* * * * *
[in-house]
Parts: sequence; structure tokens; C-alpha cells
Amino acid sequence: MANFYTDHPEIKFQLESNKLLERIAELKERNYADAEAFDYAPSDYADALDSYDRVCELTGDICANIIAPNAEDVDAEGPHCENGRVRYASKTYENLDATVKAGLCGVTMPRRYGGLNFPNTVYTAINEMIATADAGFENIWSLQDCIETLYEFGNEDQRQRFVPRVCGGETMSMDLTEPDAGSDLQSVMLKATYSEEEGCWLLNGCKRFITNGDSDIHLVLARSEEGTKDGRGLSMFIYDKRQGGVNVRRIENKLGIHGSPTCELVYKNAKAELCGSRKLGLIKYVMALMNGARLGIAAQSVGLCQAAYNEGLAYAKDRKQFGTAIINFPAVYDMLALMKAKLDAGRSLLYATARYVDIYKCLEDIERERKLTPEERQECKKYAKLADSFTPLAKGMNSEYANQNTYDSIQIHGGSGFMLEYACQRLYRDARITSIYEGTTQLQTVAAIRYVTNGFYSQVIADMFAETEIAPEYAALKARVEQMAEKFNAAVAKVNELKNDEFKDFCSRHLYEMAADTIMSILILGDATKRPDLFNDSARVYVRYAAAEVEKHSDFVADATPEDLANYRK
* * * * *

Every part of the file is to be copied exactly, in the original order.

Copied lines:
[in-house]
Parts: sequence; structure tokens; C-alpha cells
Amino acid sequence: MANFYTDHPEIKFQLESNKLLERIAELKERNYADAEAFDYAPSDYADALDSYDRVCELTGDICANIIAPNAEDVDAEGPHCENGRVRYASKTYENLDATVKAGLCGVTMPRRYGGLNFPNTVYTAINEMIATADAGFENIWSLQDCIETLYEFGNEDQRQRFVPRVCGGETMSMDLTEPDAGSDLQSVMLKATYSEEEGCWLLNGCKRFITNGDSDIHLVLARSEEGTKDGRGLSMFIYDKRQGGVNVRRIENKLGIHGSPTCELVYKNAKAELCGSRKLGLIKYVMALMNGARLGIAAQSVGLCQAAYNEGLAYAKDRKQFGTAIINFPAVYDMLALMKAKLDAGRSLLYATARYVDIYKCLEDIERERKLTPEERQECKKYAKLADSFTPLAKGMNSEYANQNTYDSIQIHGGSGFMLEYACQRLYRDARITSIYEGTTQLQTVAAIRYVTNGFYSQVIADMFAETEIAPEYAALKARVEQMAEKFNAAVAKVNELKNDEFKDFCSRHLYEMAADTIMSILILGDATKRPDLFNDSARVYVRYAAAEVEKHSDFVADATPEDLANYRK